A workshop that combines a hackathon, gamification studies, software training, Audio Description, and university-level pedagogy
Want to take part in a Descriptathon? The UniDescription Project is a grant-funded research initiative, so there is no direct cost to the participants (other than their time engaged in the related activities). When we gather enough grant funds to support a Descriptathon, we put one on (and invite interested parties). That typically happens once or twice a year.
To sponsor a Descriptathon, we ask grant funders to provide $6,250 to support each team. Funders can support an individual team (or more). For example, at $25,000, a sponsor can support four teams; for $50,000, a sponsor can support eight teams; and so on. Each team usually has 5 to 10 people. Those teams include staff from the organizations we are working with — such as parks, museums, public attractions of any sort — and usually a couple of people who are DeafBlind, or blind, or who have low vision, and an external volunteer who is sighted and engaged in the description process. Throughout our time together we encourage active collaboration and co-creation of description.
If you don't have a sponsor, we also include teams from public places that are not able to directly contribute grant funds, but who eagerly want to participate. Our general Descriptathon funding model is to create openings at a 3:1 ratio, meaning, for example, once we have grant support for 12 teams, we host a 16-team Descriptathon that includes four teams from our open waiting list (if your site wants to get a team on that waiting list, just let us know via this email).
Grant funds not only support those additional teams, they also provide the core means for a variety of related research-and-development activities. These funds, for example, cover stipends for people who are DeafBlind, blind, or who have low-vision when they conduct extracurricular reviewing and judging tasks. They cover the costs of student research assistants who help with the project year-round; faculty contributors working during summers; and consultants from across disciplines. They help to cover basic costs of research, development, and dissemination. These grant funds are the reason we can offer all our software in open-source, open-access formats, which we maintain, refine, and update several times a year, at no cost to the producers and consumers of Audio Description. So, thank you, again, grant funders, including the U.S. National Park Service, Google, the National Endowment for the Humanities, and the National Endowment for the Arts!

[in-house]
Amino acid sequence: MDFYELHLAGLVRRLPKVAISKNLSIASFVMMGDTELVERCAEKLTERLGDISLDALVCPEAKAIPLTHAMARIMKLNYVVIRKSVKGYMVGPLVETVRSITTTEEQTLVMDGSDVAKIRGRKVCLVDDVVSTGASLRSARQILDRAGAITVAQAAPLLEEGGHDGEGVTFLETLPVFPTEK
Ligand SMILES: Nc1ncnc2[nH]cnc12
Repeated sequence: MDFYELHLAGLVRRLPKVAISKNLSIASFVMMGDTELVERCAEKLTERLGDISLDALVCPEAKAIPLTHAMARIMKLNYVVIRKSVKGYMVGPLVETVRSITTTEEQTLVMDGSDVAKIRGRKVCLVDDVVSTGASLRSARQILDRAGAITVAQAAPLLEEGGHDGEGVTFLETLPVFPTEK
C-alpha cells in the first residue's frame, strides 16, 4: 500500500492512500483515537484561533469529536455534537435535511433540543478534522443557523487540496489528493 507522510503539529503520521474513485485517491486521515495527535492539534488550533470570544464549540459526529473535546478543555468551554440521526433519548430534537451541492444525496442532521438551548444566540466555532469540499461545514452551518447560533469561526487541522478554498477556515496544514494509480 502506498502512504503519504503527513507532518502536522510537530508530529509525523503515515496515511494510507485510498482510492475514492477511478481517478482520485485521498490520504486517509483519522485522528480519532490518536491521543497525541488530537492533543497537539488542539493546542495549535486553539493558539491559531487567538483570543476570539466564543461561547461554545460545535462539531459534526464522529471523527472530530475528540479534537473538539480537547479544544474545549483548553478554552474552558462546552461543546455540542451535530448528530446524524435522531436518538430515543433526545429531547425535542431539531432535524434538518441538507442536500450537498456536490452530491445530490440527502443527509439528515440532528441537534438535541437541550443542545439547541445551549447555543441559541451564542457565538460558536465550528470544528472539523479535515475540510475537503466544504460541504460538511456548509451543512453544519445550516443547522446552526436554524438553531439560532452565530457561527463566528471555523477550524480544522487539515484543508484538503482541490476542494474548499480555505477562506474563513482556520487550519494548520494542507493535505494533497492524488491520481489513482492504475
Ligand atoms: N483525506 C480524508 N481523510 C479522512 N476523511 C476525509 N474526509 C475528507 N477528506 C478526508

If you would like to get involved in this project, either as a Descriptathon participant or as a funder, send an email of interest to the project's principal investigator, Brett Oppegaard, at this email.And, on the individual level, here are some of the learner roles you can take in this project:
Oppegaard, B. (2020). Unseeing solutions: From failures to feats through increasingly inclusive design. In J. Majewski, R. Marquis, N. Proctor, & B. Ziebarth (Eds.), Inclusive digital interactives: Best practices, innovative experiments, and questions for research. Washington, D.C.: Access Smithsonian, The Institute for Human Centered Design, & Museweb. URL: https://access.si.edu/sites/default/files/inclusive-digital-interactives-best-practices-research.pdf
"Descriptathon Teams and Tourneys: Let the Games Commence," research poster presented by Brett Oppegaard at the annual Committee on Computers in Composition and Communication (CCCCs) Digital Praxis Poster Sessions, held online, on April 9, 2021.
"From seeing to hearing: Lessons learned from a research-based design project focused upon audio description, print-to-acoustic remediation, and mobile-app delivery" research poster presented by Brett Oppegaard at the annual Association for Computer Machinery SIG Design of Communication (SIGDOC), held in Silver Spring, Maryland, U.S., in 2016.
"To Bracket or Not Bracket: Experiments in Gamification in the Wilds of Technical Communication" research poster presented by Brett Oppegaard at the annual Association for Computer Machinery SIG Design of Communication (SIGDOC), held in Halifax, Nova Scotia, Canada, in 2017.
Besides the scholarship we produce, we also curate in our UniD Library what we consider to be the most important research and related texts in this field of study